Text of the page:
Spousal team Lucien Castaing-Taylor and Ilisa Barbash have made an uneven although intermittently very beautiful documentary encapsulating the twilight of the American cowboy—an elegy for the Old West. Actually, Sweetgrass deals with aging sheepherders, not cow herders, in Montana as they direct their 3000-head herd for 150 miles over expansive fields and daunting mountains to reach public grazing land. At the conclusion, script discloses what we’ve witnessed: the last such event along the trail—a practice since the nineteenth century.
Castaing-Taylor accompanied the trek, the camera strapped to him; presumably, what we see is “raw,” although a stunningly composed long-shot of a river of sheep descending a mountain may be the most powerful shot in the film. Castaing-Taylor calls himself a “recordist,” and he and Barbash consider themselves “visual anthropologists.” However, eschewing self-delusion, Castaing-Taylor has also noted that every cut—he and Barbash edited Sweetgrass—subverts objectivity.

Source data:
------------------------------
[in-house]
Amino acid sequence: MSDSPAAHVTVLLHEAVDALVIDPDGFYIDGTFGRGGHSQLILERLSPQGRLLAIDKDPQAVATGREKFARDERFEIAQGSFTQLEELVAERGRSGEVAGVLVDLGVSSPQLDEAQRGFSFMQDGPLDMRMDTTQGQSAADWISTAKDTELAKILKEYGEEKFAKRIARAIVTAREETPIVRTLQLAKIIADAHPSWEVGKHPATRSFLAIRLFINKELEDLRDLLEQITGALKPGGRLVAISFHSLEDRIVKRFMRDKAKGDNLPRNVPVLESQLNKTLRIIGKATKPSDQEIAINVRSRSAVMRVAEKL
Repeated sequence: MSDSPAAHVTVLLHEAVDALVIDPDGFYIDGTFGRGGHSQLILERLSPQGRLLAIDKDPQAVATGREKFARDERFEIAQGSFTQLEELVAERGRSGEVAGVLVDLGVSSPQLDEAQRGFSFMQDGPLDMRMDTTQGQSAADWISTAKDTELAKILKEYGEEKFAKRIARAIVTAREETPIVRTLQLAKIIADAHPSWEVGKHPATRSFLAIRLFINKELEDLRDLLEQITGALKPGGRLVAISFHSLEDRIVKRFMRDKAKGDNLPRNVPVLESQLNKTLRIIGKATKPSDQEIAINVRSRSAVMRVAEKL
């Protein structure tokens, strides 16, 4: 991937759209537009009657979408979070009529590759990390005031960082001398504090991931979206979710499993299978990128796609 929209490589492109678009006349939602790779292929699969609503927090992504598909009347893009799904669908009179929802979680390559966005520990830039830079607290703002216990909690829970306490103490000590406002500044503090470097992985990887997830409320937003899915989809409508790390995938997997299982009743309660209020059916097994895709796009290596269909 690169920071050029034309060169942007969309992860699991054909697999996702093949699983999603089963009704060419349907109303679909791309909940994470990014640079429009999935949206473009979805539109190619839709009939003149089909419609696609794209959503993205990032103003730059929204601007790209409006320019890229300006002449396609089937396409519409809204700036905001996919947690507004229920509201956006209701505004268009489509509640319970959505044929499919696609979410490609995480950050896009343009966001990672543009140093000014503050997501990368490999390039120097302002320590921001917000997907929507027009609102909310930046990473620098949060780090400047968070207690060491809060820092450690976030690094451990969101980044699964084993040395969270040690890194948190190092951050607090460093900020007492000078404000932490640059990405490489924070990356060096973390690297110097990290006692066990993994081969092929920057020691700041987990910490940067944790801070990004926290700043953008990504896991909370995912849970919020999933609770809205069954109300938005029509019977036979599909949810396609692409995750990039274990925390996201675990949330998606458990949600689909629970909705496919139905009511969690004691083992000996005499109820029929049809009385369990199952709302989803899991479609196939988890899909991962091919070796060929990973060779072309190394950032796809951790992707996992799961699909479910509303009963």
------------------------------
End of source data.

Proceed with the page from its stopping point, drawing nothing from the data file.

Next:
In a lovely pre-credit sequence, following a series of establishing shots a single sheep pauses to observe the observing camera. The mild-eyed creature is so thoroughly engrossed by the camera that its stillness suggests a freeze frame, making all the more revelatory the surrounding plant-life that’s subtly animated by a breeze. The whole shot encapsulates the mystery of Nature, while the sheep vis-à-vis the camera may be contemplating some foreign intrusion into its realm. I don’t know when I’ve been so moved by a film’s opening.
For me, though, some of this film is too nagging to process: the insensitive shearing of the sheep; the cowboy who blubbers on the phone about his own physical pain and that of his lone companion, his dog. And much of the film is monotonous.
Overall, Sweetgrass is worth anyone’s time. It comes from France, the U.S., the United Kingdom.
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